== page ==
NEW DELHI: Gaurav Jain, a TikTok influencer with over 1 million followers, hasn’t been getting the same traction for his educational short videos on any of the Indian social media apps that have shot into limelight after the ban on 59 Chinese apps.
“TikTok had a section called edu talk where creators published educational content in an entertaining way. I was creating content on mental health. Many creators were teaching English, life hacks and skincare. Views on new platforms aren’t the same,” said Jain.
Geet, another TikTok influencer with 11 million followers, has now started using Instagram Reels, but misses the exposure that TikTok provided. Geet is a social worker who works with youth and at-risk teens in India and creates motivational and educational content. “TikTok was an extension of the work I was doing. It allowed me to connect to teens at larger scale. The underprivileged kids I worked with, they were using TikTok more than any other platform,” she adds.
For creators who were more active on TikTok, getting the same number of followers on Reels won’t be easy. Even the top influencers like Riyaz Aly who had 42.3 million followers on TikTok had 8.4 million followers on Instagram.
Geet explains that on a lot of other social media platforms aesthetics is very important. On TikTok that didn’t matter. The community was more accepting and supportive compared to other platforms. Even if you didn’t look like a typical influencer, you could be successful.
After the TikTok ban, other social media networks in the space have been trying to attract influencers to their platform with lucrative deals. Homegrown platform Chingari has announced a talent hunt show which can help top content creators earn up to ₹1 crore from a prize pool of ₹2.8 crore.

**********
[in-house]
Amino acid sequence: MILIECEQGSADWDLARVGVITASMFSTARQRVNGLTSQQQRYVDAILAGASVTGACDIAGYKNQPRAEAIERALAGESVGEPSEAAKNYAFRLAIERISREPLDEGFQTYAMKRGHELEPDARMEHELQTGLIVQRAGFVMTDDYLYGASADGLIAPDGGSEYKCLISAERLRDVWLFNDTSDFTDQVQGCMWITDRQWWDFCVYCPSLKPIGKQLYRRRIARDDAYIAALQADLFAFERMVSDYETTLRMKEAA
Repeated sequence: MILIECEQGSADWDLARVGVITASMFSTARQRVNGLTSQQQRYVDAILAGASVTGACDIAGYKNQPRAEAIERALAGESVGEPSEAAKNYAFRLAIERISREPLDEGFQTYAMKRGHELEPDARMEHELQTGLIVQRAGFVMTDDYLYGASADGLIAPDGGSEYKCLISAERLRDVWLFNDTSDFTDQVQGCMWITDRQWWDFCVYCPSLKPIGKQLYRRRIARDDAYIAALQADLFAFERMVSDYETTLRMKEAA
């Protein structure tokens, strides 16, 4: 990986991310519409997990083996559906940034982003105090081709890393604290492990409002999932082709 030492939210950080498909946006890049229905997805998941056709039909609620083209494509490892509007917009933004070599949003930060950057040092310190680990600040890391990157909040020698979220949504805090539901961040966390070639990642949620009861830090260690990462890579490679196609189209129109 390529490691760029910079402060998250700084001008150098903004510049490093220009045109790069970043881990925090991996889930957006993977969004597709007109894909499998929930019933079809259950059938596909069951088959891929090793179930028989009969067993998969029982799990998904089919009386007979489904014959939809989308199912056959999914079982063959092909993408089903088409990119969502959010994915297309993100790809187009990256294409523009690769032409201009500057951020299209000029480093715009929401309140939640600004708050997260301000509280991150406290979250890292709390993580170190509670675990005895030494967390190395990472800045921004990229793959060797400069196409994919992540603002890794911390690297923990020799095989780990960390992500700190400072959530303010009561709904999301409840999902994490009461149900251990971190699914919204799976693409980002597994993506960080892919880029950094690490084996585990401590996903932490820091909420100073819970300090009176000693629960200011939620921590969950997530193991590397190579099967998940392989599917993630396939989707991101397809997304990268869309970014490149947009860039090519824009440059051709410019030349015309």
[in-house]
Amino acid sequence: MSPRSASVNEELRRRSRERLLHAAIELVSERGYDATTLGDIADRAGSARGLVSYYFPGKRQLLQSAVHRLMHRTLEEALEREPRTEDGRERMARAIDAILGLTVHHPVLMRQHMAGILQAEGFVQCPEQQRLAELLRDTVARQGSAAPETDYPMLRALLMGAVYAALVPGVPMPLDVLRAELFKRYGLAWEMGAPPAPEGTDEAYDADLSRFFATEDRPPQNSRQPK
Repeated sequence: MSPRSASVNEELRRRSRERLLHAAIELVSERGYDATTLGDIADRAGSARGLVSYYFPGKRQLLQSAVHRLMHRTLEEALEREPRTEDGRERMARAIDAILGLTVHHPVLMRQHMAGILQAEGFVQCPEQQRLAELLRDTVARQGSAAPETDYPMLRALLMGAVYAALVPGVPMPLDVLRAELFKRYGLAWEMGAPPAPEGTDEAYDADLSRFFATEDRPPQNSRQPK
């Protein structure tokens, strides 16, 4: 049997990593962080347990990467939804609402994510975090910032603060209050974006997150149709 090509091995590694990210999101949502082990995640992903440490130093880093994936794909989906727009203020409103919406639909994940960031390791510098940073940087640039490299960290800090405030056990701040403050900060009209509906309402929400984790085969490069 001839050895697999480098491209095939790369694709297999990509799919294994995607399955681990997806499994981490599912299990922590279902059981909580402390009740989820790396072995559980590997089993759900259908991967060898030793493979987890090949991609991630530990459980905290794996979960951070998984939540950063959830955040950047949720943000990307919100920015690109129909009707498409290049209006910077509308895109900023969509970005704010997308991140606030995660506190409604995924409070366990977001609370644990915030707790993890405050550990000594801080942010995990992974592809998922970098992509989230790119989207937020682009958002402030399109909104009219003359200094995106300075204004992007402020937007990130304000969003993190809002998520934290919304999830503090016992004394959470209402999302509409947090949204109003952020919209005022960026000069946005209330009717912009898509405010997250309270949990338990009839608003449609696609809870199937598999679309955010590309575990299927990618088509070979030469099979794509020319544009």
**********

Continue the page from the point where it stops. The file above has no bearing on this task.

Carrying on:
US-based short form video platform Firework has started a creator challenge offering contracts worth ₹5 crore and 25 lakh in cash. Firework also shares 33% of its streamshare with its creator community.
Instagram is reportedly in talks with some influencers too.
However, Jain feels that the money making potential on other platforms is less considering the reach and brand deals. Brands are also in ‘wait and watch’ mode, so that they can also figure out their strategies to fully utilise their marketing budgets.
“Brands will not be looking at Reels the way they are looking at TikTok, as the brand story won’t come out in 15 seconds. TikTok had a humongous reach that still hasn’t been matched by any other platform be it Reels, Roposo or Chingari,” said Sanjay Vasudev, founder & CEO, BuzzOne Influencer Marketing.
As far as revenue is concerned, the ban has caused an estimated dent of ₹120 crore for the top 100 influencers, according to findings of Indian Institute of Human Brands (IIHB). Influencers with 1 million followers could easily make up to ₹35,000 per month and with twice the following up to ₹50,000. Some of the top influencers like Riyaz Aly was making ₹5-6 crore in annual earnings from TikTok and was expected to make ₹8-9 crore in 2020, according to IIHB.
“It will take long time before any of the new platforms would be able to allow influencers to make the same kind of money. Even in case of TikTok influencers making money is a phenomenon that started only a year and half ago and the platform is five years old. Going to Roposo or Reels won’t get them the same viewership or money for the next 9 months to 2 years,” adds Vasudev.